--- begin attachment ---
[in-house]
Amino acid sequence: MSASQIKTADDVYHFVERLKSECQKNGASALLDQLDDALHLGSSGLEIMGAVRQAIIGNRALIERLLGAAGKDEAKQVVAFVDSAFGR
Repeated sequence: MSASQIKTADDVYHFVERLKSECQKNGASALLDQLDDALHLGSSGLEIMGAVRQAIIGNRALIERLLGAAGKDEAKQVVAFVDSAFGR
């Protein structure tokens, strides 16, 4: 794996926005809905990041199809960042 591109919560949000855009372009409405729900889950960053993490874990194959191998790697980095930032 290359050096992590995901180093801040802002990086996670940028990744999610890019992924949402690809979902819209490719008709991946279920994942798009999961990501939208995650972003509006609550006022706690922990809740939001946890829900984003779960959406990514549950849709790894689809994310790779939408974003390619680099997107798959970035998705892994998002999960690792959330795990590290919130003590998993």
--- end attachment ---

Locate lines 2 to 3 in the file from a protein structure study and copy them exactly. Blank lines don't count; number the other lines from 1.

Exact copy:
Amino acid sequence: MSASQIKTADDVYHFVERLKSECQKNGASALLDQLDDALHLGSSGLEIMGAVRQAIIGNRALIERLLGAAGKDEAKQVVAFVDSAFGR
Repeated sequence: MSASQIKTADDVYHFVERLKSECQKNGASALLDQLDDALHLGSSGLEIMGAVRQAIIGNRALIERLLGAAGKDEAKQVVAFVDSAFGR